The Consummate Woman

- John L. Silva () - January 13, 2008 - 12:00am

Biographies have always been my favored books. The subjects are complex, contradictory, inspiring or droll.  As flesh-and-blood portraits they take unpredictable paths and make decisions that often don’t conform to expected norms.

“A Charmed Life,” a biography of Maria Kalaw Katigbak, written by Monina Allarey Mercado, confirms my penchant for biographies. Mercado has written a definitive account of a Filipina who advanced the cause of women in the political realm, paving the way for other women leaders to emerge.

Katigbak advocated for girls and young women to develop camaraderie through scouting, appreciating nature, and develop a moral compass. As the first woman senator of the country, she was the proponent of a bill (among others) that acknowledged Philippine culture as integral to national development which later led to the founding of the National Commission for Culture and the Arts (NCCA).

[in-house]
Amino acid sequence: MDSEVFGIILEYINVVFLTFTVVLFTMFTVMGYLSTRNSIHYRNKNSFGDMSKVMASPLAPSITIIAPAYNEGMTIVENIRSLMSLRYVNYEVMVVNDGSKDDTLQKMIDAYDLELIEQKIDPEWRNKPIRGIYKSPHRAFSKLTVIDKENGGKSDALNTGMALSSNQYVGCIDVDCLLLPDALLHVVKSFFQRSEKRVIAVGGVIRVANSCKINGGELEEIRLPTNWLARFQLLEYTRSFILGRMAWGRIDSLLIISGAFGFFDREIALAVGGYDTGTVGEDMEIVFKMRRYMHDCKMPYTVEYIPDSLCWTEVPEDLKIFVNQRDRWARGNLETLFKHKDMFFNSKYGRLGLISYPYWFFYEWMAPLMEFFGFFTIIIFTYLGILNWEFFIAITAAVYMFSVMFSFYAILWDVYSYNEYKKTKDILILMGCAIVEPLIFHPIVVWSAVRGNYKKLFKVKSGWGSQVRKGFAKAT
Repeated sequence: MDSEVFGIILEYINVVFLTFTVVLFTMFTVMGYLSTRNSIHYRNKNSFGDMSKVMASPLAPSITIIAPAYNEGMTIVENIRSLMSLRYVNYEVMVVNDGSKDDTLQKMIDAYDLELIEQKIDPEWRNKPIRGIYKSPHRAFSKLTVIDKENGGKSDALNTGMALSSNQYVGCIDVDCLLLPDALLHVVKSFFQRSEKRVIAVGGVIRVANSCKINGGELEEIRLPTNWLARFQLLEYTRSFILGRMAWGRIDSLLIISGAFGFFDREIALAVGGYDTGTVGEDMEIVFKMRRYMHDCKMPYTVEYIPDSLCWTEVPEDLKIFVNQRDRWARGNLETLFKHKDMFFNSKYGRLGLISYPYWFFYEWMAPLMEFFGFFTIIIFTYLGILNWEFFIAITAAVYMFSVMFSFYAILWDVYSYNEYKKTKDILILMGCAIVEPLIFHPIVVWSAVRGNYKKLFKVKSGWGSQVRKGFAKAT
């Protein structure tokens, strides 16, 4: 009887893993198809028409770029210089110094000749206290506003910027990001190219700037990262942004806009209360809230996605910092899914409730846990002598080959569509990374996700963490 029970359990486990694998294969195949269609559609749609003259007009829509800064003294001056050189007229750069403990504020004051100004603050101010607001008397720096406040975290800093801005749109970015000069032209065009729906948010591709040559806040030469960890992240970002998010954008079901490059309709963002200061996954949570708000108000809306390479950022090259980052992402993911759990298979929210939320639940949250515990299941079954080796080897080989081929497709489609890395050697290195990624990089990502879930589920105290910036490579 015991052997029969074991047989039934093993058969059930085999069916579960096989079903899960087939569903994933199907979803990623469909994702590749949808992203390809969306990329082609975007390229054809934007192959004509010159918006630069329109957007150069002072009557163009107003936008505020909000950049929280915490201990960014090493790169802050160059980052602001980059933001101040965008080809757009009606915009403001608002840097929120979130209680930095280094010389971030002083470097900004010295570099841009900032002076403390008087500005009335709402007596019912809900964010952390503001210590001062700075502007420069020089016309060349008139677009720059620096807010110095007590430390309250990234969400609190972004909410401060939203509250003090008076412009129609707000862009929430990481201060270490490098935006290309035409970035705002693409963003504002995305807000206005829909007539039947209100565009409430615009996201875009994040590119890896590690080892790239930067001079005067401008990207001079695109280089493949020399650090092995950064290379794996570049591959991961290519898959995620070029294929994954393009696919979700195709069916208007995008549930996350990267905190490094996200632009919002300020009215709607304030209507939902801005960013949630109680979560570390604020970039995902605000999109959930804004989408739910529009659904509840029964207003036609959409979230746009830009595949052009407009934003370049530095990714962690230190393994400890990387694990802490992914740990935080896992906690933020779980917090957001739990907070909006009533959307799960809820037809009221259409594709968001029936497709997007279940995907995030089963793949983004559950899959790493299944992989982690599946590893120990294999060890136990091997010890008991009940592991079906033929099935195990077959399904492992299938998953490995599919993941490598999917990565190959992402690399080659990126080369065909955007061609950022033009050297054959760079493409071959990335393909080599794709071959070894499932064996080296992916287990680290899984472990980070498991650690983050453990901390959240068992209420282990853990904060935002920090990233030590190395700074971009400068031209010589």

She was a writer whose editorial columns were sober and insightful in a cadence lost today. She was a dutiful mother and grandmother with sensibilities and commitments gained from her antecedents and passed on to future generations. Sadly, she passes away in painful circumstances. This is, after all, not a fictional life.    

Mercado begins by tracing Maria’s lineage, devoting whole chapters to both the paternal and maternal sides. There was Valerio Kalaw, from her paternal side, a farmer from Lipa, Batangas with a “sharp tongue and pungent vocabulary.” He believed in a rigorous and secular education for his son Teodoro, Maria’s father. Teodoro would later be a Mason, a writer, an assemblyman, an author of constitutional law and head of the National Library.